Narrow Results Clear All
- Communication Improvement 13
- Culture of Safety 1
- Education and Training 8
- Error Reporting and Analysis 10
- Human Factors Engineering 4
- Legal and Policy Approaches 15
- Quality Improvement Strategies 8
- Specialization of Care 1
- Technologic Approaches 7
- Alert fatigue 1
- Device-related Complications 1
- Diagnostic Errors 9
- Discontinuities, Gaps, and Hand-Off Problems 6
- Drug shortages 1
- Fatigue and Sleep Deprivation 1
- Identification Errors 2
- Medical Complications 4
- Medication Errors/Preventable Adverse Drug Events 6
- Psychological and Social Complications 1
- Surgical Complications 3
- Family Members and Caregivers 2
- Health Care Executives and Administrators 15
- Health Care Providers 19
Non-Health Care Professionals
- Media 1
- Europe 3
- Canada 1
Search results for "Hospitals"
Frakt A. New York Times. April 29, 2019.
Health care providers are a known source of potentially harmful bacteria due to their perpetual interaction with germs during practice. This newspaper article reports on how clinician attire, stethoscopes, and technology can be contaminated with bacteria. Hand sanitizer placement, sleeve length, and laundering behaviors can reduce transmission of pathogens.
Gawande A. New Yorker. November 12, 2018.
In this magazine article, Atul Gawande describes a range of frustrations physicians experience as digitization becomes more widespread in health care. He elaborates upon several elements of electronic health record use that can degrade care processes and create conditions for errors, such as burnout, lack of patient-centeredness, and alert fatigue.
St. Paul, MN: Minnesota Department of Health; March 2019.
The National Quality Forum has defined 29 never events—patient safety problems that should never occur, such as wrong-site surgery and patient falls. Since 2003, Minnesota hospitals have been required to report such incidents. The 2018 report summarizes information about 384 adverse events that were reported and found pressure ulcers and invasive procedure events increased, while fall-related deaths decreased. Reports from previous years are also available.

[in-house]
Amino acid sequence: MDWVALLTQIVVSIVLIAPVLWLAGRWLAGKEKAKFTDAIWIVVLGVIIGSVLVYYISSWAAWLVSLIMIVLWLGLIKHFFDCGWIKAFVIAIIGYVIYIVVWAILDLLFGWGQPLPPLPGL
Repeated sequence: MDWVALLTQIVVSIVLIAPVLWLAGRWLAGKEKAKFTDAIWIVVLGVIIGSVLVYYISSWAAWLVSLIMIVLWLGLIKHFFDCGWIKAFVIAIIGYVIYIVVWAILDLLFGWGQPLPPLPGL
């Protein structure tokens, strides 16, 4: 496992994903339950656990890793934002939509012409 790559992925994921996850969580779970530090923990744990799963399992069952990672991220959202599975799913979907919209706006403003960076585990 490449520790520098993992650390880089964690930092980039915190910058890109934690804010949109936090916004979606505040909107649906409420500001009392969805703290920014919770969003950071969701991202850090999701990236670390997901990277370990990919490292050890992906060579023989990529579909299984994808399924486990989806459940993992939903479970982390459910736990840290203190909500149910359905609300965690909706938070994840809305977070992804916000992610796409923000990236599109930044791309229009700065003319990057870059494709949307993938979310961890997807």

Kast S. "On the Record." WYPR. October 31, 2017.
Diagnostic error continues to motivate improvement efforts in patient safety. This audio news segment discusses challenges that contribute to misdiagnosis, strategies to prevent diagnostic errors, and recommendations for patients to reduce risks such as preparing for appointments and asking questions.
Tools/Toolkit > Government Resource
Centers for Disease Control and Prevention.
The opioid crisis is a persisting patient safety problem. One approach to prevent misuse of opioids is to raise awareness of the addictive nature of the medication. This national campaign enlists communities and individual clinicians to provide patient education to address the opioid epidemic. The website offers videos and other resources to assist community-level efforts to reduce risk for opioid addiction.
Landi H. Healthcare Informatics. June 1, 2017.
The use of copy and paste is a popular time-saving mechanism to update electronic medical documentation, but this practice can introduce risks. This news article reports on various resources that explore problems associated with the copying and pasting in electronic health records, including a recent study that highlighted how this practice can perpetuate incomplete or wrong information into patient records.